The other supposed quote from Limbaugh: “You know who deserves a posthumous Medal of Honor? James Earl Ray [the convicted killer of Dr. Martin Luther King, Jr.].”
So far, no Limbaugh critic has proven that these words were uttered by Limbaugh. In the meantime, Limbaugh and his backers have, shall we say, rushed to pounce on them.
Rice issued a statement charging, “One more nail was hammered deeply into America’s freedom coffin when a group of private sector entrepreneurs were intimidated by race hustlers into ousting talk show host Rush Limbaugh from the consortium formed to buy the St. Louis Rams. He claimed “demonstrably false charges of racism” were used to derail Limbaugh.
Subbing for Bill O’Reilly on Fox, Juan Williams not only agreed that trumped up quotes were used to deny Limbaugh partownership of the Rams but that the Obama administration was behind the effort. The video clip from the Oct. 16 edition of Williams hosting The O’Reilly Factor is posted on media matters.org. By placing so much emphasis on what might well be phony quotes, Juan Williams and Frances Rice hope to divert us from a long list of documented racist remarks made by Limbaugh.
On its site, media matters not only documents the following comments, but provides the relevant audio:
Responding to a news report that a majority of young Blacks feel alienated from the government, Limbaugh said on Feb. 1, 2007: “Why would that be? The government’s been taking care of them their whole lives.”
On Jan. 19, 2007 the talk show host said: “Let me put it to you this way. The NFL all too often looks like a game between the Bloods and the Crips without any weapons. There I said it.”
Limbaugh was forced to resign his job as a commentator on ESPN because of what he said about Philadelphia Eagles Quarterback Donovan McNabb. He said, without any proof, “…the media has been very desirous that a Black quarterback do well.”
On June 4, Limbaugh said of President Obama, “He’s angry; he’s going to cut the country down to size. He’s going to make it pay for all the multicultural mistakes that it has made – its mistreatment of minorities. I know exactly what’s going on here.”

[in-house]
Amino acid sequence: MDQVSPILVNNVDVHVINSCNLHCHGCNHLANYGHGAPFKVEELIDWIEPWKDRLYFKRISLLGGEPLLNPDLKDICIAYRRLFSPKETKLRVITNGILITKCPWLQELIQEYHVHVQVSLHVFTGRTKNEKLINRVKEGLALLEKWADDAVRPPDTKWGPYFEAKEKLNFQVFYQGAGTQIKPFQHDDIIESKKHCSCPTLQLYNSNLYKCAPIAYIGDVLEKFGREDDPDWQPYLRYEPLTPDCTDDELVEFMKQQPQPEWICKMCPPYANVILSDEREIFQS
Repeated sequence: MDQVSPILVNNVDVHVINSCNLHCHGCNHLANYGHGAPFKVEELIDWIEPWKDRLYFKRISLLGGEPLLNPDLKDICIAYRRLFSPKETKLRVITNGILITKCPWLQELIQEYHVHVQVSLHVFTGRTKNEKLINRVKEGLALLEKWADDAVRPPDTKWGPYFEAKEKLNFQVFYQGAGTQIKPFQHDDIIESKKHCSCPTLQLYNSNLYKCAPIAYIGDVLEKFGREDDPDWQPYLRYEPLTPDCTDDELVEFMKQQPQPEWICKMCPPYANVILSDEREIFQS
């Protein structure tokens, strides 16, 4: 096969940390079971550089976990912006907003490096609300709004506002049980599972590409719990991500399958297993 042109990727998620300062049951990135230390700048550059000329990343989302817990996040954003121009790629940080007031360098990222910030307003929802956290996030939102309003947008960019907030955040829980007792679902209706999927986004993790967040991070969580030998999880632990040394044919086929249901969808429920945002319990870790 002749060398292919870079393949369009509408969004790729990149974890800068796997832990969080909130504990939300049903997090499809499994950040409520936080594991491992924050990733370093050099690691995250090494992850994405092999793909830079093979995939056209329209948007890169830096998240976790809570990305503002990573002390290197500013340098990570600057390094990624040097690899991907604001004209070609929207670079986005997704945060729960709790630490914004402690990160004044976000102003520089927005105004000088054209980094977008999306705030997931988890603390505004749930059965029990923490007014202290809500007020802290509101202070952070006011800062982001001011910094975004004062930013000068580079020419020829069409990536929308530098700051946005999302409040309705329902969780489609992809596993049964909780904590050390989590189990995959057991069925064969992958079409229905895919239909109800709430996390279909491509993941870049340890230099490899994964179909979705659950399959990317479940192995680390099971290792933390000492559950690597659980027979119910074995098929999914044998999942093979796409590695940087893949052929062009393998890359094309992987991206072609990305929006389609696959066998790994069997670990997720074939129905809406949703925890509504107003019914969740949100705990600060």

Fairness and Accuracy in the Media (FAIR), another media monitoring group, provided the following documented quotes from Limbaugh:
Limbaugh admitted to Richard Gehr of Newsday [Oct. 8, 1990] that as a DJ in Pittsburgh during the 1970s, he told a Black caller, “Take that bone out of your nose and call me back.”
On his defunct TV show, he reacted to Spike Lee urging Black schoolchildren to take off from school to see his film Malcolm X. Limbaugh said on October 29, 1992: “Spike, if you’re going to do that, let’s complete the education experience. You should tell them that they should loot the theater, and then blow it up on their way out.”
Reacting to a report of Black students assaulting a White student on a bus, Limbaugh said on Sept. 15: “In Obama’s America, the White kids now get beat up with the Black kids cheering, ‘Right on, right on, right on.’”
Newsday reported on Oct. 8, 1990 that Limbaugh said, “Have you noticed how all newspaper composite pictures of wanted criminals resemble Jesse Jackson?”
Limbaugh praised Sen. Strom Thurmond, who ran for president in 1948 on a segregationist platform. On his TV show aired Sept. 1, 1993, Limbaugh said of Thurmond, “He’s not encumbered by being politically correct…If you want to know what America used to be – and a lot of people wish it still were – then you’d listen to Strom Thurmond.”
As is often the case, Limbaugh even sees “reverse racism” where none exists. During the 2006 Democratic primaries in Ohio, he commented on Paul Hackett’s decision to withdraw from the contest for state senate against state Rep. Sherrod Brown. Limbaugh said, “And don’t forget, Sherrod Brown is Black. There’s a racial component here, too.” What Limbaugh forgot – or did not know – was that Sherrod Brown is White. If there was a racial component, he made it up. When it comes to racist statements by Rush Limbaugh, there’s no need to make any up. They are all there in black and white.
George E. Curry, former editor-in-chief of Emerge magazine and the NNPA News Service, is a keynote speaker, moderator, and media coach. He can be reached through his Web site, www.georgecurry.com You can also follow him at twitter.com/currygeorge.
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